If you saw our gallery of the Junior Men’s race at the Namur World Cup, you saw images of Spencer Petrov, who finished fourth, his best result ever in Europe. This third rider diary from Cyclocross Development Camp is from Petrov, who doesn’t share his take on the race, but the moments after the race, both with others and later when he was alone and had time to reflect.
As for the the result, that shouldn’t come as too much of surprise. After all, Petrov took the win in the Junior Men’s race at the Pan-American Continental Cyclocross Championships this year.
Not on an international stage, but every cyclocross racer has these moments after a race. Maybe not the autograph signing, but the other things Spencer talks about. We’ve been there.
Enjoy this read and stay tuned for the next rider diary from Sittard, Netherlands.
by Spencer Petrov
Monday. I wake groggy. Because all night I was tossing and turning, pushing snooze on my alarm for when I would have to wake up. Later. Later.
Earlier the day prior, I was decompressing from the morning’s race. I had a good race and I’m super happy with the result. But like any top athlete, they aren’t content until they achieve their goal. For me that goal is to put myself on one of the three steps on the podium.
Sunday I was mere seconds off that step, the spot for third was so close the mud coming off his wheels was being kicked into my face as if it was a taunt me with what could have been. We crossed the line and he was waved into an opening that took him to the podium. As he went through and the gate was slammed shut, I was pointed the other direction where everyone else must go.
As I coast into the mob of mothers, brothers and soigneurs, emotion quickly overtook me as I finally had time to think of something other than “GO.”
After this, and having been tenth in the Valkenburg, it was good to know that I’m getting closer to where I want to be. But my heart rate hadn’t even begun to go down and my competitive side was aflame with the hunger to do better. I put my tights and jacket on and begin to drink to aid my recovery as I soft pedal back to the van.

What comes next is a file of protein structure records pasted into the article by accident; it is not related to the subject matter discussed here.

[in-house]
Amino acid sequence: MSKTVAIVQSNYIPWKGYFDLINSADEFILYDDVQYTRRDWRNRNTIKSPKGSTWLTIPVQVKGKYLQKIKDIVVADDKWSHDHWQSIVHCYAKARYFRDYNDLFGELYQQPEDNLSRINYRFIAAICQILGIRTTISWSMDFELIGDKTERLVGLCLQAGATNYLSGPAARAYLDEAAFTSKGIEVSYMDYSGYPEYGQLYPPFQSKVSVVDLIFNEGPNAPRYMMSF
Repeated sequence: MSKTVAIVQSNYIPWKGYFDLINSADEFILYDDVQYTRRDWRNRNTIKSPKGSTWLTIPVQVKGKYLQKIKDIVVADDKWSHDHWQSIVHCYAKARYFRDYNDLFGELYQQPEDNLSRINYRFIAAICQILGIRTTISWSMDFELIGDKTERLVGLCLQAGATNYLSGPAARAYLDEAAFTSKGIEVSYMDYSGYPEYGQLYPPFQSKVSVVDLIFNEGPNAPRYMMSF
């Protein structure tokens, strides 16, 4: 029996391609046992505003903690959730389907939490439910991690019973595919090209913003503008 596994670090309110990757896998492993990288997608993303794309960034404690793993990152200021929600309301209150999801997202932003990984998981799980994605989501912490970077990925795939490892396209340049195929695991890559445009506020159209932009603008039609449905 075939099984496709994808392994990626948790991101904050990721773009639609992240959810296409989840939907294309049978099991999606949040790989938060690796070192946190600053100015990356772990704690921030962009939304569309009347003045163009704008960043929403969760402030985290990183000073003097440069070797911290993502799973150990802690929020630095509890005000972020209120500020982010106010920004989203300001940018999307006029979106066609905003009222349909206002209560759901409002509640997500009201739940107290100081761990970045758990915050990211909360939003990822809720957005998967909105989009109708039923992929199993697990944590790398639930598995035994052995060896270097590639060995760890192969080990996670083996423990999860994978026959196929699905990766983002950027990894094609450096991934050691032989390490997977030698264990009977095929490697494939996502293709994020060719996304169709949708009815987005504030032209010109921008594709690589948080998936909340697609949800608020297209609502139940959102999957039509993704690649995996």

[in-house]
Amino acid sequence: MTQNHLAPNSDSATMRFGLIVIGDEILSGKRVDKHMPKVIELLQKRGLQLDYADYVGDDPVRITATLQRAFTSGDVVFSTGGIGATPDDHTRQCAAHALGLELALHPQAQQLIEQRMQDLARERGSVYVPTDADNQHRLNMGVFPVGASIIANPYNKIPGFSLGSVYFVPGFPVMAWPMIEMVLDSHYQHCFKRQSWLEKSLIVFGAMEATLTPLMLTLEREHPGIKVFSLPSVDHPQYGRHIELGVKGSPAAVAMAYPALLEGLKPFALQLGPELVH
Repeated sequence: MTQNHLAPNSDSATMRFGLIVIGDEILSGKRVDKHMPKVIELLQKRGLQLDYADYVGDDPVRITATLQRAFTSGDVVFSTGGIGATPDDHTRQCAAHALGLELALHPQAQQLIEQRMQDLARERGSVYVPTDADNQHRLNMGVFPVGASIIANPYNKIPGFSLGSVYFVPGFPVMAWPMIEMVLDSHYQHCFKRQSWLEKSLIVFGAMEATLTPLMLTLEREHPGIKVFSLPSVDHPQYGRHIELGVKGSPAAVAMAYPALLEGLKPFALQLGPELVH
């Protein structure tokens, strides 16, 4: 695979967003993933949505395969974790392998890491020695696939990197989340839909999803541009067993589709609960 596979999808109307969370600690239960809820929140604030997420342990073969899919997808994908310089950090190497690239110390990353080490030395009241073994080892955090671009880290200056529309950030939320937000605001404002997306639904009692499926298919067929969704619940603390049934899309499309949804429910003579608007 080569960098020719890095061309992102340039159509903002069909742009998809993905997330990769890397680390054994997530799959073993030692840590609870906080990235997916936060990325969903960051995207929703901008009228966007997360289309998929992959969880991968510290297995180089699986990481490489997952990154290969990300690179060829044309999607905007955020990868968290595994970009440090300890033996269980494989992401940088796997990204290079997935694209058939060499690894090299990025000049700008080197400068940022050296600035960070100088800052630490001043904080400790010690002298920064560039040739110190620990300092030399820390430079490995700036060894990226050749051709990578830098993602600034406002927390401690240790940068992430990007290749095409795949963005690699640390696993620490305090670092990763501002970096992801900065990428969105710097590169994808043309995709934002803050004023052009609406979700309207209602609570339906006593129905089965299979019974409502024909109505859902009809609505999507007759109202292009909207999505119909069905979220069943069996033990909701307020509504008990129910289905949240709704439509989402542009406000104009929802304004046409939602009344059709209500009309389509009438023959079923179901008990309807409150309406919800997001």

As usual, we went through the normal post-race routine of telling each other our battle stories on the rollers while cooling down. The thoughts of what could have been drift away as I share anecdotes with friends.
There is usually a group of people surrounding our USA “compound,” and we hand out rider cards. It may sound dorky but it’s one of my favorite parts of a race. It makes you feel pro as people from another country eagerly ask you to sign your card as if you’re some big shot. And it doesn’t matter how you do, you could have had the worst race of your life and they will still be there, smiling and happy.
After, we packed up and headed home to catch the pro men’s race on TV. The rest of the day seemed to blur by and then I find myself alone with time to think before bed.
This is my personal time to reflect on what happened that day, from the moment I woke up to when I finished my recovery drink after the race.
Having had my best result in Europe ever, I’m very proud. This whole year has been about small steps to success. It’s nice to know I’m right there. But you can’t say, “I did good, yay! I’ll just do that again next time just a tad better.” So I began to pick my race apart lap by lap, trying to find the seconds that could have gotten me to the podium.
What seems like minutes turned out to be hours and I had to shut off my mind to let my body rest from the stress I had put on it that day. I’m ecstatic with my result. And I’m ready to tackle the fast and hard course I will see this upcoming week at the Zolder World Cup, where I will have another chance to reach my goal.